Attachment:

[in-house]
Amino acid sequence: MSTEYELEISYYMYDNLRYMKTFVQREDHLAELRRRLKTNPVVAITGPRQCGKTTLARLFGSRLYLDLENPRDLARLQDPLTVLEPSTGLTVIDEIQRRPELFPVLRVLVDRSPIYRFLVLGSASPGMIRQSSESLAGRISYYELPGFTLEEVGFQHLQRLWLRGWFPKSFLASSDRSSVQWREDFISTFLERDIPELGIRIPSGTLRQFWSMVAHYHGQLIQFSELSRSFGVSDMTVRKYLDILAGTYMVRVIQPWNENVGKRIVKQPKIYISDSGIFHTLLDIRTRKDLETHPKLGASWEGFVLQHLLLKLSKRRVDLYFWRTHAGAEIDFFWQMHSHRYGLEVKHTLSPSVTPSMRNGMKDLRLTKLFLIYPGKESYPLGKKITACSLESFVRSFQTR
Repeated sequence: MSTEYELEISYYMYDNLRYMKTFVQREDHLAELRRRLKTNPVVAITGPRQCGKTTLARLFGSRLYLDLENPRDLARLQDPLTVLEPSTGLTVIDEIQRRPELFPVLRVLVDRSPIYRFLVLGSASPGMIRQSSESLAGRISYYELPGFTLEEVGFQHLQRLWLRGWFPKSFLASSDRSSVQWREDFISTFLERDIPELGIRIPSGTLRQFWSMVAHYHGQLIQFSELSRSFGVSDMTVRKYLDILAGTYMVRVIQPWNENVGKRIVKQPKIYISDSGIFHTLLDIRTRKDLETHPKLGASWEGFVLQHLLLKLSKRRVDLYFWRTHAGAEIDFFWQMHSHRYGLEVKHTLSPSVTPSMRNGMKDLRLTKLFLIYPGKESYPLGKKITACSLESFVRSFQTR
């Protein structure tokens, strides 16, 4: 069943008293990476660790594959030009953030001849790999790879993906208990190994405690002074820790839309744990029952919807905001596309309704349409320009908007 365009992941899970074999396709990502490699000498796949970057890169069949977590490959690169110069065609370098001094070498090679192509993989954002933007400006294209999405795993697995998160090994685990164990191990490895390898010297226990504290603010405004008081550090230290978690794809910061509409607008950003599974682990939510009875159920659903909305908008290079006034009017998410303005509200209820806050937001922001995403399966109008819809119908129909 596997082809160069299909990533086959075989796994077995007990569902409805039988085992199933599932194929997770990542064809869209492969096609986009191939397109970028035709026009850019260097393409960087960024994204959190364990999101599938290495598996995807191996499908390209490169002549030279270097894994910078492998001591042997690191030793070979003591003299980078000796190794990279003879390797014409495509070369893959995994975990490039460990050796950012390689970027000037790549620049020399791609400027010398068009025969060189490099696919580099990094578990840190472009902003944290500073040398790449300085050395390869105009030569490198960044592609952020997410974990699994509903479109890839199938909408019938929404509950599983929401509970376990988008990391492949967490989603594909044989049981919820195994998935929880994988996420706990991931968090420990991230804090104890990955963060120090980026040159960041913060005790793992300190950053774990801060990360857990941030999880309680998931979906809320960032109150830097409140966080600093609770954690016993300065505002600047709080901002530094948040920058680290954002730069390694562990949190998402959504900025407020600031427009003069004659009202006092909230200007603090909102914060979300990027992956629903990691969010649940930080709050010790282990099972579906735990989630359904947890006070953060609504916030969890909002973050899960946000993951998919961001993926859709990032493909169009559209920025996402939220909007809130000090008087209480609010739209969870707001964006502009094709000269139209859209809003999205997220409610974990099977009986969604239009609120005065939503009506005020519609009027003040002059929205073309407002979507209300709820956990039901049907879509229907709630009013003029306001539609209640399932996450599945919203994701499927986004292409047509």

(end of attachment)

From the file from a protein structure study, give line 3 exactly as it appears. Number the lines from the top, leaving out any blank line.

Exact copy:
Repeated sequence: MSTEYELEISYYMYDNLRYMKTFVQREDHLAELRRRLKTNPVVAITGPRQCGKTTLARLFGSRLYLDLENPRDLARLQDPLTVLEPSTGLTVIDEIQRRPELFPVLRVLVDRSPIYRFLVLGSASPGMIRQSSESLAGRISYYELPGFTLEEVGFQHLQRLWLRGWFPKSFLASSDRSSVQWREDFISTFLERDIPELGIRIPSGTLRQFWSMVAHYHGQLIQFSELSRSFGVSDMTVRKYLDILAGTYMVRVIQPWNENVGKRIVKQPKIYISDSGIFHTLLDIRTRKDLETHPKLGASWEGFVLQHLLLKLSKRRVDLYFWRTHAGAEIDFFWQMHSHRYGLEVKHTLSPSVTPSMRNGMKDLRLTKLFLIYPGKESYPLGKKITACSLESFVRSFQTR